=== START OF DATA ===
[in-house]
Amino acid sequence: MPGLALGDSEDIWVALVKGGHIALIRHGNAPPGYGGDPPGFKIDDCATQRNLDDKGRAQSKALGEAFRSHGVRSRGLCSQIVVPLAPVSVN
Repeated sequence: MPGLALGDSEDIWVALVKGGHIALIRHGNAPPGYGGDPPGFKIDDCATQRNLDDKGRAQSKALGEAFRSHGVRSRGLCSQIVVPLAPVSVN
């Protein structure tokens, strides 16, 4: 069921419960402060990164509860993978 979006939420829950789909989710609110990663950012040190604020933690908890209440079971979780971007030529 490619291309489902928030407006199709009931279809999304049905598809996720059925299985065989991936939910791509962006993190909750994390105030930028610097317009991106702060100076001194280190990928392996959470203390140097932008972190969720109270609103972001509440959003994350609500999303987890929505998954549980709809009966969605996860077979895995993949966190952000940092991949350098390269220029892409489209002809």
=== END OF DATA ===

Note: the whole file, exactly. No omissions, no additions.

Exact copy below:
[in-house]
Amino acid sequence: MPGLALGDSEDIWVALVKGGHIALIRHGNAPPGYGGDPPGFKIDDCATQRNLDDKGRAQSKALGEAFRSHGVRSRGLCSQIVVPLAPVSVN
Repeated sequence: MPGLALGDSEDIWVALVKGGHIALIRHGNAPPGYGGDPPGFKIDDCATQRNLDDKGRAQSKALGEAFRSHGVRSRGLCSQIVVPLAPVSVN
């Protein structure tokens, strides 16, 4: 069921419960402060990164509860993978 979006939420829950789909989710609110990663950012040190604020933690908890209440079971979780971007030529 490619291309489902928030407006199709009931279809999304049905598809996720059925299985065989991936939910791509962006993190909750994390105030930028610097317009991106702060100076001194280190990928392996959470203390140097932008972190969720109270609103972001509440959003994350609500999303987890929505998954549980709809009966969605996860077979895995993949966190952000940092991949350098390269220029892409489209002809």